Politics class: Joe Biden’s potential Jimmy Carter moment
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Edexcel: Component 3.4: Interpretations and debates of the US presidency
AQA: Component 188.8.131.52: The executive branch of government: President
Background: what you need to know
These two articles offer an interim assessment of the impact of the chaotic evacuation of Afghanistan on Joe Biden’s presidency. His critics allege that he has damaged US prestige, and inadvertently strengthened his country’s enemies, by the way he has ended this 20-year American military intervention.
Parallels have been drawn with Jimmy Carter’s bungled 1980 attempt to rescue US embassy staff, held hostage by Islamic militants in Iran. This contributed to his election defeat later that year. However, both articles suggest that domestic factors, notably the state of the economy, are politically more important. They offer some useful material for answering questions on the limitations of US presidential power.
Click to read the articles below and then answer the questions:
Joe Biden’s potential Jimmy Carter moment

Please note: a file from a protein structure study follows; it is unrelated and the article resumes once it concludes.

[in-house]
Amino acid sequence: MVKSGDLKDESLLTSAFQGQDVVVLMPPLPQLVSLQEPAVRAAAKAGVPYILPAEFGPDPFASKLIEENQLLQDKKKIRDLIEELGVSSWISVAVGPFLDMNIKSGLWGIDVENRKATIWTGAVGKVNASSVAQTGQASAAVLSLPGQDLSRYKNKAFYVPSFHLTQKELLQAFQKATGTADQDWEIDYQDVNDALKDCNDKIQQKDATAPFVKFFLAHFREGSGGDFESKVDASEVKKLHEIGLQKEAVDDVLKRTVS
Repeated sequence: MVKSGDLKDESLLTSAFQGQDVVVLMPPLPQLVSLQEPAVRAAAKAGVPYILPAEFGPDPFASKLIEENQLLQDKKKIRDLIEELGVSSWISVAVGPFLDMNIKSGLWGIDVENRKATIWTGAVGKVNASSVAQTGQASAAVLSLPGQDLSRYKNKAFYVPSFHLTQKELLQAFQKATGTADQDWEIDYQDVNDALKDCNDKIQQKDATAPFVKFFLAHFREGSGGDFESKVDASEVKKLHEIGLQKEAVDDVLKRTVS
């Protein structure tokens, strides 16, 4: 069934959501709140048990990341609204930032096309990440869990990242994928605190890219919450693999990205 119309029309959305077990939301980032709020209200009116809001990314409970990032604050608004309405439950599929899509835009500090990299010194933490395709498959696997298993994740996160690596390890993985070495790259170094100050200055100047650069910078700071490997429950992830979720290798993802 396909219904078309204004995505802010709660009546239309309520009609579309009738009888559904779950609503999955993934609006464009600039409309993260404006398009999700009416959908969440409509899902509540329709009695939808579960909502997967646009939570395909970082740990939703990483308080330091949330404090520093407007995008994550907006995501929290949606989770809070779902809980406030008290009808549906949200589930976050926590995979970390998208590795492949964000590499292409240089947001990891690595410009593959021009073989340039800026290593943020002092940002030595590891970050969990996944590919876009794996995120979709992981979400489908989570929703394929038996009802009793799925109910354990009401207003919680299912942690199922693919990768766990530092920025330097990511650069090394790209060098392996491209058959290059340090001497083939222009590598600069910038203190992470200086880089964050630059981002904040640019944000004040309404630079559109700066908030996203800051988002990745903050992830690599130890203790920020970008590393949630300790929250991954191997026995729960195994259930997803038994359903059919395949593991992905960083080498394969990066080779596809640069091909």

‘Egregiously mishandled’: Afghanistan chaos dents Biden’s popularity
Question in the style of AQA Politics Paper 2
Explain and analyse three reasons why the US Presidency can be described as ‘imperilled’ rather than ‘imperial’. [9 marks]
Question in the style of Edexcel Politics Paper 3a
Evaluate the view that the impact of events is the most important factor influencing the power of the US Presidency.
You must consider this view and the alternative to this view in a balanced way. [30 marks]
TIP: The labels ‘imperial’ and ‘imperilled’ have been applied to contrasting interpretations of US presidential power. Is the president an over-mighty chief executive, facing weak constraints on his power, or a leader who lacks the capacity to be truly effective? Much depends of course on the circumstances facing individual office-holders. The electoral cycle is critical. Unlike Carter in 1980, Biden is not facing an imminent election and he has an opportunity to compensate for this foreign policy setback before 2024.
Graham Goodlad, St John’s College